Sun eclipses oldest record in swimming

The Chinese star betters Hackett's long-standing record of 2001 to lead the final day's glory for hosts China.

SHANGHAI // The swimming world championships ended with a jolt yesterday when the emerging Chinese star Sun Yang broke the oldest world record in the sport - the Australia great Grant Hackett's 10-year-old mark in the 1,500 metres.

Sun was more than two seconds off Hackett's pace with four laps to go, but ignored fatigue and accelerated on the final two laps to finish in 14mins 34.14secs, improving on Hackett's time of 14:34.56 set at the 2001 worlds in Fukuoka, Japan.

"I was not obsessed with the world record before the final, because I wanted to focus on my plan," Sun said. "My goal is to win the gold."

The crowd at the Oriental Sports Centre provided loud support over the final laps, erupting into more joy when the clock stopped four-tenths of a second inside Hackett's time.

It was only the second world record to fall in swimming since hi-tech bodysuits were banned 19 months ago - and Hackett's record had been the only mark to withstand the record deluge during the polyurethane era of 2008 and 2009.

The American all-around star Ryan Lochte set the first world record since the return to textile suits at this meeting on Tuesday in the 200m Individual Medley. The two world records set here were a sharp contrast from the 43 marks that dropped at the last worlds in Rome two years ago.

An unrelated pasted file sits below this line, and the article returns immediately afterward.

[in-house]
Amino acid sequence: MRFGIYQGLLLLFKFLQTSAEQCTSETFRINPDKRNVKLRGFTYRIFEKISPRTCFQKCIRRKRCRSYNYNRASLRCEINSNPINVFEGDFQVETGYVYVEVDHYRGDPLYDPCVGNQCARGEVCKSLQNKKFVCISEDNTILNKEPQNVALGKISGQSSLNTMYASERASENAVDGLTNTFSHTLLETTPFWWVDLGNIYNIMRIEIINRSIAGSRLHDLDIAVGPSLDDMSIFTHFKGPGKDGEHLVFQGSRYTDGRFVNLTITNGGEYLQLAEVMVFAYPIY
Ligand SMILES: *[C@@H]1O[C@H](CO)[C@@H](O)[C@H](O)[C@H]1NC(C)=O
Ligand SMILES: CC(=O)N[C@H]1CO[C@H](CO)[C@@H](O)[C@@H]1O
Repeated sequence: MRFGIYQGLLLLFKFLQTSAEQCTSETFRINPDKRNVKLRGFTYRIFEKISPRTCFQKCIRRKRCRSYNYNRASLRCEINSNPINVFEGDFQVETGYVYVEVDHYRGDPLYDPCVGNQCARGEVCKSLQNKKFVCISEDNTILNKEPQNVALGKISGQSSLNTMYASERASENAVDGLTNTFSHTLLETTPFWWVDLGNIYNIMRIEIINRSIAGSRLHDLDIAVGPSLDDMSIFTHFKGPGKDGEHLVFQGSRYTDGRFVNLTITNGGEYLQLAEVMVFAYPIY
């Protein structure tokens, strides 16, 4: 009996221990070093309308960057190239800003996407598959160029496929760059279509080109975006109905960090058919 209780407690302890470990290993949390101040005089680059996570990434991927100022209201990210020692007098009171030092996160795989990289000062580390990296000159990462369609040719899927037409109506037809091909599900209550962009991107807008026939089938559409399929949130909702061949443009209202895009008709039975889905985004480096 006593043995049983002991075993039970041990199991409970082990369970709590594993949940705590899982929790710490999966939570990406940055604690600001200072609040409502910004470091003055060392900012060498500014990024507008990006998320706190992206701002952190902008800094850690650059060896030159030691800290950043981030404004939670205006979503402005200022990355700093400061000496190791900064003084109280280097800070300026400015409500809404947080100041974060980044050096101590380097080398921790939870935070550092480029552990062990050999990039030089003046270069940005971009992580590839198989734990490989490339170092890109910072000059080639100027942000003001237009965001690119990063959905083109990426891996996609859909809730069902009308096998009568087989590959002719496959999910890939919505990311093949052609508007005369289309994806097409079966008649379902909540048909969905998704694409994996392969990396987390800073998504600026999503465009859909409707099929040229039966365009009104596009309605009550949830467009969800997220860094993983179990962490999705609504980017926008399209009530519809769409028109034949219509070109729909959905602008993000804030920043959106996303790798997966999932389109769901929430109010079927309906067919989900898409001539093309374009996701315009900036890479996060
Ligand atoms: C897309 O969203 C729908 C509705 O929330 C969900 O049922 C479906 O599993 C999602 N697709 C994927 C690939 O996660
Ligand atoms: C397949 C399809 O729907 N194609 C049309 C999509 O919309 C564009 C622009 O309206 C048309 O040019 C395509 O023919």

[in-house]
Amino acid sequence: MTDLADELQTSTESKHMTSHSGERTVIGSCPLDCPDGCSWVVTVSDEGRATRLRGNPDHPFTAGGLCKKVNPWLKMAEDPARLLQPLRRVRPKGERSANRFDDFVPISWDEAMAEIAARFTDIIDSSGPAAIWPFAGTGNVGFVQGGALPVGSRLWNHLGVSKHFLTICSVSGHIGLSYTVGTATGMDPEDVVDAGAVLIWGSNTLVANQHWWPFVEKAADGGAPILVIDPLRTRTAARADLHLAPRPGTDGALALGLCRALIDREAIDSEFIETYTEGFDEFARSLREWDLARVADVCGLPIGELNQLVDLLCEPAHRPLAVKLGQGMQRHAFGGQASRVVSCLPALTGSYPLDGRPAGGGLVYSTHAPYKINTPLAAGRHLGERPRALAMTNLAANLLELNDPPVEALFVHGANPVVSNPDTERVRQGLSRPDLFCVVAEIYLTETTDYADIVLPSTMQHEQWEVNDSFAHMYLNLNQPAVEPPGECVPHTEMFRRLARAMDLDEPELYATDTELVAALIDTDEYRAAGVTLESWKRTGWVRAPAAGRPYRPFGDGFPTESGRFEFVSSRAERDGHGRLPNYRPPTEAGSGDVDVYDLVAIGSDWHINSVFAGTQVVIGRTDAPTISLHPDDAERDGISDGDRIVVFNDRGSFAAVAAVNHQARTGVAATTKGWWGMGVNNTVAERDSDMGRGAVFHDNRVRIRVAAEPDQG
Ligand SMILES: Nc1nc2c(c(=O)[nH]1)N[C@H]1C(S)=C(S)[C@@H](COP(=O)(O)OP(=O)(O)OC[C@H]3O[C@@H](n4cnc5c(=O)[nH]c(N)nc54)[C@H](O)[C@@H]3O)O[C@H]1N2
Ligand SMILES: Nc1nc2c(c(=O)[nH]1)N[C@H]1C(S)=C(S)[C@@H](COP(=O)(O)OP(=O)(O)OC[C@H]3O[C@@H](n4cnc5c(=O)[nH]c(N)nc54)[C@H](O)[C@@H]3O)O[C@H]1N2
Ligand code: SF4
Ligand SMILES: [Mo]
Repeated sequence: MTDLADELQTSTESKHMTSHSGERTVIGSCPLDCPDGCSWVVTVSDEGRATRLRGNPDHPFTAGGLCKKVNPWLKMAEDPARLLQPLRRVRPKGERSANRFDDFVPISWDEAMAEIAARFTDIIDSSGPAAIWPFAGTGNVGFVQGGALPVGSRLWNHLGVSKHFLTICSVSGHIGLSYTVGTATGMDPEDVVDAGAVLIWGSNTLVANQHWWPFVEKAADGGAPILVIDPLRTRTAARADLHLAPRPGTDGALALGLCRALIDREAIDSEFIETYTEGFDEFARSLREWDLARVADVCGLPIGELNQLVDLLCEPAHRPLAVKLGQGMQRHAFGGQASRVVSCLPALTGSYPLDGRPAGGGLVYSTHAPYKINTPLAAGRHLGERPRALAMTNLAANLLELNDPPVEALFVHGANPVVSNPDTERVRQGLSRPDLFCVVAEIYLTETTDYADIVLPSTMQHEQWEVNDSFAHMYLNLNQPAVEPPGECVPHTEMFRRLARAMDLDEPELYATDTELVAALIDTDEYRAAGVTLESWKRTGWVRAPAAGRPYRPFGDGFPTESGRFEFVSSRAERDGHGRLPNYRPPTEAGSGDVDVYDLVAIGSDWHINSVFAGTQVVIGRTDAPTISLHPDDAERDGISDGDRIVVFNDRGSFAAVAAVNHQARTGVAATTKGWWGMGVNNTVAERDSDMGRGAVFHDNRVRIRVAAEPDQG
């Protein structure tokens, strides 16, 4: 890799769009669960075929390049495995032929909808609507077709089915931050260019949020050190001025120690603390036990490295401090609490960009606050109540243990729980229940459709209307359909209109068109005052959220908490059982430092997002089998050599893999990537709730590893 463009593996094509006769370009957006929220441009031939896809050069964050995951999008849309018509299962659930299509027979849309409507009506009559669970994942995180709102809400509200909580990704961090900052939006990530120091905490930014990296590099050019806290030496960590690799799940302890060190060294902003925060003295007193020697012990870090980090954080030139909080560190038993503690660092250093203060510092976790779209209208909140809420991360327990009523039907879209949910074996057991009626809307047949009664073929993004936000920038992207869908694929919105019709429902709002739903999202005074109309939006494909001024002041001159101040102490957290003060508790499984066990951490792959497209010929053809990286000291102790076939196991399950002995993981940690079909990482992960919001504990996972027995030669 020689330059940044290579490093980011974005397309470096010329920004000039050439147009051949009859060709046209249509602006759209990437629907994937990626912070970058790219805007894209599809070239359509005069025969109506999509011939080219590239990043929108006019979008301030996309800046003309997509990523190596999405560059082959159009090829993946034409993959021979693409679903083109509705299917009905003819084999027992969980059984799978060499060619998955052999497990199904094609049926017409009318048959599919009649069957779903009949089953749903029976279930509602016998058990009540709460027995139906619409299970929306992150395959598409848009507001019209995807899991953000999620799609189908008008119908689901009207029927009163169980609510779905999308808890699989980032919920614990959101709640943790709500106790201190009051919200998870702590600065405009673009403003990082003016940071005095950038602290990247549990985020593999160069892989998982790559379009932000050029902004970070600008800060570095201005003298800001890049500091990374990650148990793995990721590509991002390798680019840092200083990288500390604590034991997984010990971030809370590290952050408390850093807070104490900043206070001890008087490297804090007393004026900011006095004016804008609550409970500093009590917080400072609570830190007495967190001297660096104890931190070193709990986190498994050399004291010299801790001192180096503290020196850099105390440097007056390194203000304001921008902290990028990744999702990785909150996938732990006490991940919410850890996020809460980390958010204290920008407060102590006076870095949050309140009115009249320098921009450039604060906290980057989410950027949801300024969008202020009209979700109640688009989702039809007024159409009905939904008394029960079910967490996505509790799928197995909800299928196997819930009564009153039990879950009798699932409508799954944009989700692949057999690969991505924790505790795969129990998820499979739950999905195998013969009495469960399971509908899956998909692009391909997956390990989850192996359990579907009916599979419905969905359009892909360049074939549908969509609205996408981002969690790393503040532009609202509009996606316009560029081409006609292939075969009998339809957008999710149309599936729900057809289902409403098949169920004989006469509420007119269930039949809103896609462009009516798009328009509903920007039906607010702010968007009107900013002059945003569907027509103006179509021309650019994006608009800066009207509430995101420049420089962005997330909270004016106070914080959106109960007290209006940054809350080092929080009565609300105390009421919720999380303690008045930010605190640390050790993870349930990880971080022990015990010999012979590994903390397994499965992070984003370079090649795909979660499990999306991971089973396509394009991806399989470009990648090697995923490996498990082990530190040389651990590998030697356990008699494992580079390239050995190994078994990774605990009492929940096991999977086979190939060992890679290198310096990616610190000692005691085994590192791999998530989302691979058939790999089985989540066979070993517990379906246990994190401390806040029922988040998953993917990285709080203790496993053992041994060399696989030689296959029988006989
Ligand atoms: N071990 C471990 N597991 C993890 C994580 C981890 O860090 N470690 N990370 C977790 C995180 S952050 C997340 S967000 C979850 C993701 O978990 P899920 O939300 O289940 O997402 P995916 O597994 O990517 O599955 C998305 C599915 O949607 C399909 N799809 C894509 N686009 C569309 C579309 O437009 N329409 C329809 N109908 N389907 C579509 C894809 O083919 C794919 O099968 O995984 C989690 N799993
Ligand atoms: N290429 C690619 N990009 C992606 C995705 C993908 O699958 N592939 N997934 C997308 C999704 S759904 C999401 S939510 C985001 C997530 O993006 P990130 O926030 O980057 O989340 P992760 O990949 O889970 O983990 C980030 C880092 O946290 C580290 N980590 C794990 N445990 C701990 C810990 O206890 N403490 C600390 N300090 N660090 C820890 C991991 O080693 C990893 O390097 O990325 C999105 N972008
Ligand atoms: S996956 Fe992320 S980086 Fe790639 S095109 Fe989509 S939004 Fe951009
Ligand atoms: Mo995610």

The 19-year-old Sun also won the 800m free earlier in the meeting, plus a silver in the 400m and a bronze with China's 4x200m relay squad. He is coached by Hackett's former mentor, Dennis Cotterell.

Sun had already come close to Hackett's record when he won at the Asian Games last November in Guangzhou, China, in 14:35.43.

After breaking Hackett's mark, an exhausted Sun celebrated mildly, then bowed to the crowd. Later, nearly all the fans in attendance sang along to the Chinese anthem.

"I still think I have things to improve, especially my mental state," Sun said. "After winning the gold medal, I think more and more people will pay more attention to me.

"There's no doubt I will feel more pressure but I'm still young and I don't want to be burdened by gigantic pressures. So next year, I will keep a relaxed mindset so I can handle future races."

After the race, Sun was congratulated on Sina weibo - China's version of Twitter - by Liu Xiang, the 2004 Olympic gold medallist, a former world record holder in the 110-metre hurdles and a sports hero in China.

"I think Liu Xiang created history in 2004. I watched the Games on TV and after he won the gold medal, I was very excited. I thought someday, I will be like him," Sun said.

Follow The National Sport on @SprtNationalUAE

Published: August 1, 2011 04:00 AM


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